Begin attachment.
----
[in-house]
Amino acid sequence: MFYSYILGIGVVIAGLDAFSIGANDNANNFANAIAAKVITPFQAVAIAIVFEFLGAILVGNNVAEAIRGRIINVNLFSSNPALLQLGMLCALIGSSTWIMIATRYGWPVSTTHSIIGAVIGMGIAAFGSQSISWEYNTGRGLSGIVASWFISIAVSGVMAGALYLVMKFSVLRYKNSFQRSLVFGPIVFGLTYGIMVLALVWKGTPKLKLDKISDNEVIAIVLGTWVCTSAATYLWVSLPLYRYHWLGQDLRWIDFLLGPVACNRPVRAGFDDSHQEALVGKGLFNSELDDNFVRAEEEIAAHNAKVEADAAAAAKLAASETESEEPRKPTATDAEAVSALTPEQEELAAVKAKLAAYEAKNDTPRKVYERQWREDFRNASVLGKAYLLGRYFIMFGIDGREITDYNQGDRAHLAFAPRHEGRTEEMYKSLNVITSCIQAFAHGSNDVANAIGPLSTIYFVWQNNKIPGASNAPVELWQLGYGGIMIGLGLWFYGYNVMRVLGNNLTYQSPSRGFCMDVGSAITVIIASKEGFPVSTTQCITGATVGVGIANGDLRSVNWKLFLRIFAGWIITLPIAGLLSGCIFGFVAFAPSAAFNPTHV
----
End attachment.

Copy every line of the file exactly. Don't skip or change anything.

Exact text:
[in-house]
Amino acid sequence: MFYSYILGIGVVIAGLDAFSIGANDNANNFANAIAAKVITPFQAVAIAIVFEFLGAILVGNNVAEAIRGRIINVNLFSSNPALLQLGMLCALIGSSTWIMIATRYGWPVSTTHSIIGAVIGMGIAAFGSQSISWEYNTGRGLSGIVASWFISIAVSGVMAGALYLVMKFSVLRYKNSFQRSLVFGPIVFGLTYGIMVLALVWKGTPKLKLDKISDNEVIAIVLGTWVCTSAATYLWVSLPLYRYHWLGQDLRWIDFLLGPVACNRPVRAGFDDSHQEALVGKGLFNSELDDNFVRAEEEIAAHNAKVEADAAAAAKLAASETESEEPRKPTATDAEAVSALTPEQEELAAVKAKLAAYEAKNDTPRKVYERQWREDFRNASVLGKAYLLGRYFIMFGIDGREITDYNQGDRAHLAFAPRHEGRTEEMYKSLNVITSCIQAFAHGSNDVANAIGPLSTIYFVWQNNKIPGASNAPVELWQLGYGGIMIGLGLWFYGYNVMRVLGNNLTYQSPSRGFCMDVGSAITVIIASKEGFPVSTTQCITGATVGVGIANGDLRSVNWKLFLRIFAGWIITLPIAGLLSGCIFGFVAFAPSAAFNPTHV